Goldman Sachs expects US and Japanese stocks to rally in 2024
US stocks are forecast by Goldman Sachs Research (GSR) to have a modest return next year, as high valuations partly offset above-consensus economic growth. The S&P 500 index is expected to rise to 4,700 by the end of 2024, representing a price gain of about 5% and a total return of around 6%, including dividends. GSR economists’ forecast for US GDP growth in 2024 is already reflected in stock prices.
With a 5% risk-free return, cash remains a competitive alternative to stocks. Three-month treasury bills yield around 5.5%, similar to the earnings yield of the S&P 500 index.
GSR analysts think there may be investment opportunities beneath the surface. “Quality” stocks — with higher profitability, stronger balance sheets, and stable sales and earnings growth — could outperform in an environment of persistent investor concern about an impending recession. Growth stocks, with a higher expected growth rate than the rest of the market, may be attractive given stable economic growth and interest rates. Lagging cyclical stocks that are sensitive to a downturn may rally, given our economists' prediction that recession risk is lower than feared.
While US stocks may struggle to beat cash, GSR forecasts that the Japanese equity market will have a transformational year in 2024, boosted by solid global economic growth and stock market reforms.
The Tokyo Stock Price Index (TOPIX) is projected to rise about 13% to 2,650 by the end of 2024. Japanese companies’ earnings momentum also remains strong, GSR strategists Bruce Kirk and Kazunori Tatebe write in the team's report. They forecast 12% growth in TOPIX earnings per share in 2023, 8% in fiscal year 2024, and 7% in fiscal year 2025.
The Tokyo Stock Exchange's corporate governance reforms are a crucial part of the forecast, which Kirk and Tatebe say “have been a game changer for the Japanese equities market."
Garanti BBVA expands remote corporate banking in digitisation drive
BBVA’s Turkish franchise is strategically reinforcing its commitment to enhancing customer accessibility by extending remote banking services to corporate clients.
Using a suite of digital offerings initially designed for retail customers, this expansion should help corporates by offering reliable access to Garanti BBVA’s remote banking services. The streamlined onboarding process lets businesses open bank accounts via the mobile app, eliminating the need for physical branch visits.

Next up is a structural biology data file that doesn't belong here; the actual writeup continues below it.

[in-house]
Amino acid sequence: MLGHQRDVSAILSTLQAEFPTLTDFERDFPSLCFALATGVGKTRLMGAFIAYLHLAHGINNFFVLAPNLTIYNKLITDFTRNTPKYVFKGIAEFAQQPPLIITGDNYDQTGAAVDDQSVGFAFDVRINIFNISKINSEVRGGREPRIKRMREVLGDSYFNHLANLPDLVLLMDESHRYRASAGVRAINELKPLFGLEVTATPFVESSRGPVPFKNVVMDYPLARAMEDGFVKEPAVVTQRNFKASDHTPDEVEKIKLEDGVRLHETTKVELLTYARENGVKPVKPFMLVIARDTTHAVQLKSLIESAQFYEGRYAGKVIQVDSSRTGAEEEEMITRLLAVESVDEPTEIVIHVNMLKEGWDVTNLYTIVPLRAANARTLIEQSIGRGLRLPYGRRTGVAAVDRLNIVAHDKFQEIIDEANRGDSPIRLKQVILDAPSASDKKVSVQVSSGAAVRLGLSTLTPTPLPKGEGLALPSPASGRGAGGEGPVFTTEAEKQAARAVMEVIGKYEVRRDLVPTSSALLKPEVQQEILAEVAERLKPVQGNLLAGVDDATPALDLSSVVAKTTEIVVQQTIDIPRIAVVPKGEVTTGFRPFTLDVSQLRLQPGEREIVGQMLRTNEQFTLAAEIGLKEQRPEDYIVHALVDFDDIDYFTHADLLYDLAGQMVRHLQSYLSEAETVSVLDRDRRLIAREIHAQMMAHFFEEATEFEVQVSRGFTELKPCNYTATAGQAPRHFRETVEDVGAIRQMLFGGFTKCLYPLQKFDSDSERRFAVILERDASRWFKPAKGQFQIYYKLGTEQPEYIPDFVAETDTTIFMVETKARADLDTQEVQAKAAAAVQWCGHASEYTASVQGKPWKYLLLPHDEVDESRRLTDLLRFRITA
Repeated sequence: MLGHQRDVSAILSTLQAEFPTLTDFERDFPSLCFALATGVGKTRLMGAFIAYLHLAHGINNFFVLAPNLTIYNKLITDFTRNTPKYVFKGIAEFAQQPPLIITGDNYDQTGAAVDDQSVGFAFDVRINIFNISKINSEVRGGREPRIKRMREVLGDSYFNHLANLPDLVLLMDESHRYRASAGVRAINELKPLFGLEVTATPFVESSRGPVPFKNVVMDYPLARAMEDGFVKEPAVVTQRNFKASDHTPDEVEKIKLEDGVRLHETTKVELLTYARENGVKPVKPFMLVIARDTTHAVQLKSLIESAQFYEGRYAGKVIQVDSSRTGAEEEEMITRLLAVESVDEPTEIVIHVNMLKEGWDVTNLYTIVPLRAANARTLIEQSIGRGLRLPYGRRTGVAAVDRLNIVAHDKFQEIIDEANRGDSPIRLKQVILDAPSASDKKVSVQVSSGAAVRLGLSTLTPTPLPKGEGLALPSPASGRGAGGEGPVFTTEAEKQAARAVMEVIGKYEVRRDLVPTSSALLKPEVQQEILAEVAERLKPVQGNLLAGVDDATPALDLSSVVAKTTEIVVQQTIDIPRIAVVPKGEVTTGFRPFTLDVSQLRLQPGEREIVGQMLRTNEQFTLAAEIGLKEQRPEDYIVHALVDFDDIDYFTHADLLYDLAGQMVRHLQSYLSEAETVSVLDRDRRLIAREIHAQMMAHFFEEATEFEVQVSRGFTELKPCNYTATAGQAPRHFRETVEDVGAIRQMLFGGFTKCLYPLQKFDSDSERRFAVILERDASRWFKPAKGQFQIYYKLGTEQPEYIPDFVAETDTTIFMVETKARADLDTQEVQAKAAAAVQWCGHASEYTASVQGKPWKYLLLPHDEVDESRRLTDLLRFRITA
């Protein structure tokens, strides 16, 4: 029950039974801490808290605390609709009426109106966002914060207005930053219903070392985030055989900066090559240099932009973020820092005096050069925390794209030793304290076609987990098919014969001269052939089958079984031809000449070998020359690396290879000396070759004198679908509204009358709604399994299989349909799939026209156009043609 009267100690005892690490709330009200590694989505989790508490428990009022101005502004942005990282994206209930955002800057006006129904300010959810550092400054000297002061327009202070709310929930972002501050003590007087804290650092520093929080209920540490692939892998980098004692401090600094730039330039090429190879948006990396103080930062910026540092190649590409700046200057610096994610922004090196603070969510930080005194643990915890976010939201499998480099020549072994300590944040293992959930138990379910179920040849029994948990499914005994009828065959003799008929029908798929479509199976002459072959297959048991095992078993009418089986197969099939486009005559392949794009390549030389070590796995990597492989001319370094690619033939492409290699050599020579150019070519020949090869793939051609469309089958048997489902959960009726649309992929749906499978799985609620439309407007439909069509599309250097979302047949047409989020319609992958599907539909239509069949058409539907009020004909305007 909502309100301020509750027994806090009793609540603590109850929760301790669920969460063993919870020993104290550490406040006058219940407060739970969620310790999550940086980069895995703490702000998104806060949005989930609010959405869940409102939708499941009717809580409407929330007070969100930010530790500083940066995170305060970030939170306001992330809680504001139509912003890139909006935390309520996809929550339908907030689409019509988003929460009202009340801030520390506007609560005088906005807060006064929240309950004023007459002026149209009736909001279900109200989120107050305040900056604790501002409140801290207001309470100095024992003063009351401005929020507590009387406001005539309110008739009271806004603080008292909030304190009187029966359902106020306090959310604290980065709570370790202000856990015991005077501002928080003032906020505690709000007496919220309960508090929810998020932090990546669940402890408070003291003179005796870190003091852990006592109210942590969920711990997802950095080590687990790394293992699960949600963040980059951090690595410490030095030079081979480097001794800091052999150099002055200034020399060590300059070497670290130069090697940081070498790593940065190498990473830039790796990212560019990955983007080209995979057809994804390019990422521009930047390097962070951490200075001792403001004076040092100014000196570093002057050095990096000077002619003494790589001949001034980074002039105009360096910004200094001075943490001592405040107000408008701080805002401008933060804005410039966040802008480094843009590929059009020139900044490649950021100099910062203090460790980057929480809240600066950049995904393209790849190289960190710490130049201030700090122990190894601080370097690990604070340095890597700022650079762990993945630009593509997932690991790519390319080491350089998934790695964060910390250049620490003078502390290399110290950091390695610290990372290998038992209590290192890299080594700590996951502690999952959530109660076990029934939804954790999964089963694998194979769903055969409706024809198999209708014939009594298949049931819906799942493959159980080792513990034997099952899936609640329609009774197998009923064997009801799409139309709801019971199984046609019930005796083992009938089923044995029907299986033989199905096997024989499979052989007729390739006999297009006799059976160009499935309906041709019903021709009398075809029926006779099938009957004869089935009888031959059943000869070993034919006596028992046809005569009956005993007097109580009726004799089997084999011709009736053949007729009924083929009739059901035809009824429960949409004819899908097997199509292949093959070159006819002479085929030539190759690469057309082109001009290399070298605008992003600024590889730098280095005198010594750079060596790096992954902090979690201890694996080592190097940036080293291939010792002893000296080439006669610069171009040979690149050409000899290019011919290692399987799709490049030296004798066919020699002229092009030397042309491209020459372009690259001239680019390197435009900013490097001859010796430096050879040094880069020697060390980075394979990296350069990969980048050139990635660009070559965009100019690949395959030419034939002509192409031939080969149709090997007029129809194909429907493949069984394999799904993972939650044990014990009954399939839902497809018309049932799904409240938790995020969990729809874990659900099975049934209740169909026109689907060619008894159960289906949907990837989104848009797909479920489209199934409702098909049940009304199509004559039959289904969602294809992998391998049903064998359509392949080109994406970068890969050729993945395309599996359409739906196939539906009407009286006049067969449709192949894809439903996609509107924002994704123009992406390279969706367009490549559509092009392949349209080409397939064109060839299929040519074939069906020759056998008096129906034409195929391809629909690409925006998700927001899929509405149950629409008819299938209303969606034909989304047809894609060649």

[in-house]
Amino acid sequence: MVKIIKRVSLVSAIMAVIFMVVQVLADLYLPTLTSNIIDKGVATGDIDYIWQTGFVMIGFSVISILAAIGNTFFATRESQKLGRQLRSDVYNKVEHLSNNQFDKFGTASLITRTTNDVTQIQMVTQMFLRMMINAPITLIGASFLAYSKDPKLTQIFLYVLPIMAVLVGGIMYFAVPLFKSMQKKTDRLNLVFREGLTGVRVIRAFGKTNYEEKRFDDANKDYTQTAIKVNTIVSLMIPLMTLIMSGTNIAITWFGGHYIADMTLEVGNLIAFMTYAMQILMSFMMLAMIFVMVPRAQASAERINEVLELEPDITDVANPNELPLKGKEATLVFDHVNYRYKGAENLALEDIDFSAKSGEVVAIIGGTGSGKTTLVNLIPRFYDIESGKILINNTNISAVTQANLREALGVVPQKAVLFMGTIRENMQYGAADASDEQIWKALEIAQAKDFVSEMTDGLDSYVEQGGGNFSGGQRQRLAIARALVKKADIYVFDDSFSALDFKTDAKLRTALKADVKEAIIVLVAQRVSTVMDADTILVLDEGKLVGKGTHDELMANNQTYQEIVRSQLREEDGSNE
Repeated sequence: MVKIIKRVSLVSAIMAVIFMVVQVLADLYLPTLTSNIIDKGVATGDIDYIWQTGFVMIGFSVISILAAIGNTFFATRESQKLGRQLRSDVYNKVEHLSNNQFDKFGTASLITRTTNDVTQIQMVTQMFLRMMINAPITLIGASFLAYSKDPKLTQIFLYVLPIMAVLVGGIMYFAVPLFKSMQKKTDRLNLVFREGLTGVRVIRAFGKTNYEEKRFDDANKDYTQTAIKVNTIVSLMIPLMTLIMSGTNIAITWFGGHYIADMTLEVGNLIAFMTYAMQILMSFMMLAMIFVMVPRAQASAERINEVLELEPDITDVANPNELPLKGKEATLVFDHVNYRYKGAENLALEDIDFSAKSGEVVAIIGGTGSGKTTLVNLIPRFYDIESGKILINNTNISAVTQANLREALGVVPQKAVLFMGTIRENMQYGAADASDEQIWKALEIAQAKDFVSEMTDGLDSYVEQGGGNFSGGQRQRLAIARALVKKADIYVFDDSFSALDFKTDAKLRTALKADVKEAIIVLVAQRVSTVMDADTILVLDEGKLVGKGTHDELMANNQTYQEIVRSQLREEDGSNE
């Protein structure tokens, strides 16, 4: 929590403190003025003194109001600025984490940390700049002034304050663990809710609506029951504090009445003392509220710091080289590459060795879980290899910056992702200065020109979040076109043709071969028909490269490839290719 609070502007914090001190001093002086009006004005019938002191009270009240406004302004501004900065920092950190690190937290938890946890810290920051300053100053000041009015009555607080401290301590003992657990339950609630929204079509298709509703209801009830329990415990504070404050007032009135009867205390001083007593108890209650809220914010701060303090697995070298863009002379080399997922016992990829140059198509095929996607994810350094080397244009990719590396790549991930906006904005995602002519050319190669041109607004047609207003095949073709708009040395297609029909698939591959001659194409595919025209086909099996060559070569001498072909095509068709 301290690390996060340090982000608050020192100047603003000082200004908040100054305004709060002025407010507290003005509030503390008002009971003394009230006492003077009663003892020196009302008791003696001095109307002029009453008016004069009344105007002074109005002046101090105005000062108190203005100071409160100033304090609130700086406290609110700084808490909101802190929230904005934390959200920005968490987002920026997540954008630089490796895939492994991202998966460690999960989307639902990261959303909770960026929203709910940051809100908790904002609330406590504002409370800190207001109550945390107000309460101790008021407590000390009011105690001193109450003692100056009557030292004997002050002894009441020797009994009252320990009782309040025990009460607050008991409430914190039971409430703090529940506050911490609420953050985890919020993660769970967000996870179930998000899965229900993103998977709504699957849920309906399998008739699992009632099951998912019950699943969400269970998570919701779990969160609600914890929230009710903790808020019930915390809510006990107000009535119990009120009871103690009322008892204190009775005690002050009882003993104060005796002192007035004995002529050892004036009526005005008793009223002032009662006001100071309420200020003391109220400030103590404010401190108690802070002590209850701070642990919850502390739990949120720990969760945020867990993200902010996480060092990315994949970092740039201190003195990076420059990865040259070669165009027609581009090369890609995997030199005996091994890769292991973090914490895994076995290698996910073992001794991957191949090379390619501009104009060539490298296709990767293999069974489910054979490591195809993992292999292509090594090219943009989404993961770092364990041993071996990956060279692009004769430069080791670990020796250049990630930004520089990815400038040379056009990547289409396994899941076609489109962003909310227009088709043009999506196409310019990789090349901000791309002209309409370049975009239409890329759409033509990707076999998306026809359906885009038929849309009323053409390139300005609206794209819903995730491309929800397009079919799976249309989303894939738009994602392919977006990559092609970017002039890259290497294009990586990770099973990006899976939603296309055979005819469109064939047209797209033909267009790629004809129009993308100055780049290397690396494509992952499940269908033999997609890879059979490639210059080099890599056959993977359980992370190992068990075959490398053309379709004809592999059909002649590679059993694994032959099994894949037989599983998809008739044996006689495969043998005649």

With the convenience of remote customer service, originally tailored for retail customers, now also covers corporate clients, the bank’s digital channel allows for smart interactions with users at every point of their experience, and responds to their needs instantly.
EPC publishes SEPA Payment Account Access (SPAA) scheme’s default remuneration model
The European Payments Council (EPC) has published the business conditions for the SEPA Payment Account Access (SPAA) scheme, which it says marks a significant step forward in developing open banking in Europe.
The SPAA scheme builds on the investments done in the revised Payment Services Directive (PSD2) context. It covers the set of rules, practices and standards that allow the exchange of payment account-related data and facilitate the initiation of payment transactions in the context of ‘value-added’ (premium) services provided by asset holders (i.e. account-servicing payment service providers (ASPSPs)) to asset brokers (e.g. third-party providers (TPPs)).
The SPAA scheme rulebook, in line with the Euro Retail Payments Board (ERPB) mandate of June 2021, foresees the publication of an objective and transparent set of business conditions inclusive of a default remuneration model, which have been developed within a multi-stakeholder approach by an independent economic consultant, appointed following a public RFP, and under the strategic guidance of the retail payment industry (supply and demand) as represented in the SPAA Multi-Stakeholder Group (MSG).
The default remuneration model, based on a sound cost-calculation methodology and an anonymised and aggregated data collection exercise, consists of two sets of default fees, namely default asset fees related to the SPAA premium assets and features that a scheme participant asset holder exposes to a scheme participant asset broker, and a default API access fee for the use of the premium SPAA API. The availability of the premium SPAA API does not in any way exclude nor prevent an asset holder and/or asset broker to use APIs already developed under PSD2 for basic services.
The business conditions are expected to be revised early next year and periodically to remain fully aligned with market and regulatory developments.